261 Department of External Affairs to Deschamps

Cablegram 41 CANBERRA, 17 March 1947, 5.30 p.m.


Moscow Conference 1. We cannot accept Strang's views as expressed in paragraph 1 of your telegram 46 [1] and every effort must be made to change attitude of mind which leads to such views. There is no question of United Kingdom making a 'concession' to the Dominions.

Australia as an active participant in the European war claims that it is entitled [in] its own right to fullest participation in peace negotiations. We have a right to expect fullest support from United Kingdom and also assistance from United States and France.

2. This is a matter of high policy to be dealt with by foreign ministers themselves and the mere fact that deputies in London have failed to agree on question of participation by other Allied governments in the peace settlement is irrelevant. We expect Bevin to put up fight on behalf of Dominions and other Allied governments.

3. For your information, we have some reason to fear that United Kingdom may favour Canadian proposals even though it might be possible to secure acceptance of better proposals by Council of Foreign Ministers. Canada appears to have come to the conclusion that it is no use holding a further conference on the Paris model.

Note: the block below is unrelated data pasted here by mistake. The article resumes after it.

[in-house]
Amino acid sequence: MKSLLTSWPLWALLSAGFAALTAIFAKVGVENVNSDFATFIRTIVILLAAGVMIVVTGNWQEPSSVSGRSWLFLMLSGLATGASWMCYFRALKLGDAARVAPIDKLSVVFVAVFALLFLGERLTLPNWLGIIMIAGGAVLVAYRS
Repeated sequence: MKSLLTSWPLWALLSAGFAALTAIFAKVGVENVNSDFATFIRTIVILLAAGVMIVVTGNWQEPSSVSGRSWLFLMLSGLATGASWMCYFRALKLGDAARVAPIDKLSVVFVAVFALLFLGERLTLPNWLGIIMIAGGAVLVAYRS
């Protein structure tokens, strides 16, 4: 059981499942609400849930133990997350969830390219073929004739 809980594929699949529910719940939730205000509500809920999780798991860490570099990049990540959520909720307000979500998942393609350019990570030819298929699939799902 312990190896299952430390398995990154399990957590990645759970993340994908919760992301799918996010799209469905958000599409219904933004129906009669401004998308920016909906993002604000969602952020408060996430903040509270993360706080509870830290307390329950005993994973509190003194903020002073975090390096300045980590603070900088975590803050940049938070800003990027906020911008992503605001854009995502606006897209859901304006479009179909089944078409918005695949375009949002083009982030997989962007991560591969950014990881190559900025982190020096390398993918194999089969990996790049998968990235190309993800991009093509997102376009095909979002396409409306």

Although we were not satisfied with the Paris Conference, we think it served useful purpose and something less than that is hardly tolerable. Our primary objective, however, is conference of Allies empowered to take decisions.

4. Representatives of Dominions should not be satisfied with talks with Strang whose views are quite unsympathetic to Australia's claims.

1 Deschamps had reported on a meeting between Strang and dominion representatives in Moscow, where Strang 'gave us the impression that support for Canadian proposals for consultation with associated powers represented the maximum concession which the United Kingdom was able to make ...'

[AA: A1068, E47/15/5/2/6]